Handling restrooms: going with a same-gender friend can be good; if by myself, I try to minimise time in the common area of the lavatory if it is occupied by other women and go for the privacy of the cubicle on my way in, and a cursory washing of hands on the way out. I try not to meet other people’s eyes, and I’m aware that it’s the lower part of my face that people usually get upset at, owing to the vestiges of facial hair (I’ve had facial fungus, unlike Zinnia). Provided the lavatory isn’t overly in demand (often the case with women’s restrooms) it may be possible to wait others out if I need time in front of the mirror in the semi-private shared space.
Larger public spaces (like shopping malls etc.) are now tending to have dedicated unisex bathrooms for disabled people, for baby changing, which are helpful for trans* people as the ‘common area’ part of the lavatory – sink, mirror, bench, hand dryers, etc. – are all contained within the same entirely private, lockable space. One time a while back I needed to be in boy mode in one place, and girl mode elsewhere, so being able to visit a large unisex cubicle, and having room to change all my clothes, shave, and do facial make-up without freaking out other people was really helpful.
Design issues: in some places the external doors to each of the men’s and women’s lavatories are visible and/or separate, so that anyone can see who emerges from either door – for obvious reasons this is less preferable to a design where the door entries are out of sight either behind a door or in a semi-private corridor, so it’s not possible to watch someone entering either or both spaces from a distance. Some spaces have unisex toileting, which can be rather unsettling if one needs privacy, since the usual assumption at work behind gender segregated restrooms – and a rather heterosexist one at that – is that people of the same gender present no particular disturbance to each other’s privacy.
UPDATE! New questions below (and question 33.1 added above).
Q43. There are some subtleties in terminology that sometimes escape me. I think there could be better resources about understanding trans issues and terminology for not trans people. Or perhaps the good resources that exist could be better and more widely publicised.
A43. Good point, the one that immediately sprang to mind was Natalie Reed’s Transgender Manual of Style (which I had a very small hand in crafting some definitions).
Q44. My first question would be: what the blazing fucks to do when actually meeting a trans person.
A44. You answered it yourself: “I mean it seems pretty obvious to me what the answer is – just treat trans people like anyone else, take their word on what gender pronouns to use and just interact as you would with anyone.”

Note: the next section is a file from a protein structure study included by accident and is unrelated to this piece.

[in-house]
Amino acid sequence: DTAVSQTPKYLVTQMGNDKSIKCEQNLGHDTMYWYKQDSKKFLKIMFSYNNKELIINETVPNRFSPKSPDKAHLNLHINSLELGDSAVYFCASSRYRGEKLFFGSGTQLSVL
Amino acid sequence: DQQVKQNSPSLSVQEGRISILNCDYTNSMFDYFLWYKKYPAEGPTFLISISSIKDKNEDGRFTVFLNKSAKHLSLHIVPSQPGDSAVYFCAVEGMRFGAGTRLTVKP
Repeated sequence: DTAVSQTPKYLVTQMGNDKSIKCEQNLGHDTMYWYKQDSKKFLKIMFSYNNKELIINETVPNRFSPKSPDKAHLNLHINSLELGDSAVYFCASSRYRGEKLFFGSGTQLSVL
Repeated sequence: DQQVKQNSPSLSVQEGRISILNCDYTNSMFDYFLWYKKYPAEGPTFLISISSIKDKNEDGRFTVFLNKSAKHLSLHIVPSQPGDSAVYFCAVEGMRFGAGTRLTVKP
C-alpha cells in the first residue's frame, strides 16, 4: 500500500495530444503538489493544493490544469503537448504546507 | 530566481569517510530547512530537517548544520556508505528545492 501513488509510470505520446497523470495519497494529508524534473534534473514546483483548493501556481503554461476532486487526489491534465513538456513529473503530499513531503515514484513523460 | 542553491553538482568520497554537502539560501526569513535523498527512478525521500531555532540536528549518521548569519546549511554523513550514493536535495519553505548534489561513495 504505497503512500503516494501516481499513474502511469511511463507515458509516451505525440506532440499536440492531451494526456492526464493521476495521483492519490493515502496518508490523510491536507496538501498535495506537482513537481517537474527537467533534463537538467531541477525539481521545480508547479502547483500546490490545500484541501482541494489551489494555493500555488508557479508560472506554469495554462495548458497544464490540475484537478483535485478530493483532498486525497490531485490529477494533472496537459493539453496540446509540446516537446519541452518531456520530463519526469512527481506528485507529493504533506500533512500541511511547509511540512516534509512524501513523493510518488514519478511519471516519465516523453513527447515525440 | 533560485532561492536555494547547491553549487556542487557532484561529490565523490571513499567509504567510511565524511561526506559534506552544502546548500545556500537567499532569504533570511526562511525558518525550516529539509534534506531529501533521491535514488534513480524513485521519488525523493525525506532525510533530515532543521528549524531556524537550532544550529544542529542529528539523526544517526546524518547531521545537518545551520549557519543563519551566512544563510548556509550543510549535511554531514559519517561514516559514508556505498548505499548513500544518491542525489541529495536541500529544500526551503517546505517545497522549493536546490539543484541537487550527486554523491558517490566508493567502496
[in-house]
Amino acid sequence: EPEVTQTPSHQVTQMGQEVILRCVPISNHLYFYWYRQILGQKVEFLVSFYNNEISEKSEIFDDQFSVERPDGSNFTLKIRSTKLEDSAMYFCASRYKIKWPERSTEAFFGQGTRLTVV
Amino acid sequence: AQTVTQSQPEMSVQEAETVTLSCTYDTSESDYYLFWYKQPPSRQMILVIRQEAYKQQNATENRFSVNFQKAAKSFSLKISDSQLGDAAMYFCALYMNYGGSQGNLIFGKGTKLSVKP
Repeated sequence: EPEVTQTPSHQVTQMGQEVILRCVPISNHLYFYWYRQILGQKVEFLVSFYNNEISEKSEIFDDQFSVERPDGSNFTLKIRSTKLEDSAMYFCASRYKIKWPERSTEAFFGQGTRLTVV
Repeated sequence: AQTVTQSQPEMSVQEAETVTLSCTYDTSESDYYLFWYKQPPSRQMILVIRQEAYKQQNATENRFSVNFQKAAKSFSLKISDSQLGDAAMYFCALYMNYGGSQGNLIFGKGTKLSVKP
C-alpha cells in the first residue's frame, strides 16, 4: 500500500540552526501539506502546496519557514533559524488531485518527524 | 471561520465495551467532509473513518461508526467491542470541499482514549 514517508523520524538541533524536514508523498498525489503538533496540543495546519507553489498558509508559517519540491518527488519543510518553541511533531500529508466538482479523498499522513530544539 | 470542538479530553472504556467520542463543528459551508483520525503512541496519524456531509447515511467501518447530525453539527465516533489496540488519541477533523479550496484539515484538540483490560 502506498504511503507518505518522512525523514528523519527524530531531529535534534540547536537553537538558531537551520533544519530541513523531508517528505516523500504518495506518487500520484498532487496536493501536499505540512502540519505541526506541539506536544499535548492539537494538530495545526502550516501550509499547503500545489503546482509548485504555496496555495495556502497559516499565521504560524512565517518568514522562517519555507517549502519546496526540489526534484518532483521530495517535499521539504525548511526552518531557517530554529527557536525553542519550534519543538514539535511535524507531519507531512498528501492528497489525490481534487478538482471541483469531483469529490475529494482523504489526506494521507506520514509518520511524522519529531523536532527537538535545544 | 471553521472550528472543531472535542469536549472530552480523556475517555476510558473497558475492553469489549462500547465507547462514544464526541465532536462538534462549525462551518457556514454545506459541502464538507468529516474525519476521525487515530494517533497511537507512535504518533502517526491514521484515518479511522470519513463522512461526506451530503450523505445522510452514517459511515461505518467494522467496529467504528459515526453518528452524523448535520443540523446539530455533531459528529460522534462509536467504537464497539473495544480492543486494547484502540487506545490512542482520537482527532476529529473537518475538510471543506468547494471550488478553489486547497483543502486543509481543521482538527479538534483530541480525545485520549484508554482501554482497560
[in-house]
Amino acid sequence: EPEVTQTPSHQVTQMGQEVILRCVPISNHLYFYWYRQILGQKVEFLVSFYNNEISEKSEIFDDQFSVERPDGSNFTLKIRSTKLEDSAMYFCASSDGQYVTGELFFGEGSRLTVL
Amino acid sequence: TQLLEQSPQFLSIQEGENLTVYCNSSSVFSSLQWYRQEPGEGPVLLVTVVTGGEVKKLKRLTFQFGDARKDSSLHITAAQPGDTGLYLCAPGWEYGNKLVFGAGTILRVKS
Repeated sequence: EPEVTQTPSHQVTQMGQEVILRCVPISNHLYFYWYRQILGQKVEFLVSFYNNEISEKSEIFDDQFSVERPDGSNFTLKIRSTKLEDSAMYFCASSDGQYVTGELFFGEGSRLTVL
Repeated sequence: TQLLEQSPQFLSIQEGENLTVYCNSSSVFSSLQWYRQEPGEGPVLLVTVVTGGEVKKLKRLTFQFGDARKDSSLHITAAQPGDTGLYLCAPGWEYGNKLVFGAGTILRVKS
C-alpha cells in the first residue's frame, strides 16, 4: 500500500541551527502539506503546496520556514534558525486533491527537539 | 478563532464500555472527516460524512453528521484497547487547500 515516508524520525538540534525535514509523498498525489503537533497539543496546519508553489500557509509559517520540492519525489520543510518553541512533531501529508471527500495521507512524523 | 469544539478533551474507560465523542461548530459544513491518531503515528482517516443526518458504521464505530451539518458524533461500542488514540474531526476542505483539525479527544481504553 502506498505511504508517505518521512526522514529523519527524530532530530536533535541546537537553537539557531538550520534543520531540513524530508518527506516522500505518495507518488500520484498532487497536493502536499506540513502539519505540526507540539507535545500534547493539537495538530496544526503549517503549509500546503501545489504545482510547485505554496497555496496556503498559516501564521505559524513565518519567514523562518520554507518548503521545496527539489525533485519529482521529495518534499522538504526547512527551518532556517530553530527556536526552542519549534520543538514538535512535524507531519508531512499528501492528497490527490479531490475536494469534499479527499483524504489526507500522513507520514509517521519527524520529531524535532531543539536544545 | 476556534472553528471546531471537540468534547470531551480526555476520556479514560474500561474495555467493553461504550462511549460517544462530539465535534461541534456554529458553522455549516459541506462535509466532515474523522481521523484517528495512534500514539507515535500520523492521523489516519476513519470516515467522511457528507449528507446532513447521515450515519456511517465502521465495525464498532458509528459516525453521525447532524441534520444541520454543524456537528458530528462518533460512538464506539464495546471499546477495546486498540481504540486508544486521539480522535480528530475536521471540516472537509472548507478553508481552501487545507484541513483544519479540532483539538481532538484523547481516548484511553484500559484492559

We’re totally normal people, just like everyone else – except for the obvious bit that is non-typical (but importantly, it’s still ‘normal’ in terms of the range of human variation).
Q45. How and when does one know for sure that transitioning is the right thing to do? I’m a straight cis man. [Followed by a discursion into never having felt that his body is wrong, but having gradually developed a self-hatred of being male]
A45. I didn’t know for sure when I started that it was the right thing to do, because the risks (social, not just medical) are a substantial barrier, or ‘cost of entry’. I didn’t have perhaps the same issue of self-hatred, but I did have feelings my body was wrong, and that my gender socialisation had trapped my self-expression. For a long time I was horrified at the idea that I would have to transition ‘completely’, but that misconception was based on the societal trope that all transitions are from one extreme of the gender binary to the other – which is not true.
So eventually, I was encouraged to admit that I was somewhere in the middle of that ambiguous gender area, and dipped my toes into the water. At first I found it really hard to carry off androgynous presentation – both masculine and feminine together; it was like a magnet for bigoted, hostile reactions. So instead of retreating, I decided to go in deeper, and go for an entirely feminine expression (which meant committing to the eradication of my masculine facial hair, which is as painful as you might imagine). To cut a very long story short, it was the taking of further steps helped me work out that I was doing the right thing, because you usually don’t have an accurate or complete understanding of something you haven’t done, until you’re actually doing it.
Q47. Where did the word “cis” come from? How is it defined?
A47. That’s an easy one (and one I partially answered at A33.1 above) since ‘trans’ is the latin word for ‘across’ or ‘beyond’ and ‘cis’ the complementary word for ‘near’, but the usage of ‘trans’ in this context came about from a faulty coining of the word ‘transsexuality’ in terms of sexual orientation, from which it was soon altered to apply to the earliest instances of people undergoing hormone treatment and genital surgery to affirm their gender identity; and it’s worth noting the word ‘transvestite’ already had been around since 1910 in Germany, and there is some overlap there also.
It’s also no coincidence that many words with the ‘trans-’ prefix would be capable of being co-opted to transgenderism or that new words could be envisaged in the usual way of combining existing words: there were already words perfectly suited to the task, like transition (a noun of action from the past-participle stem of the Latin ‘transire’ = “go or cross over”) or others with similar implications of change: transmute, translate, transmogrify, transpose, transgress.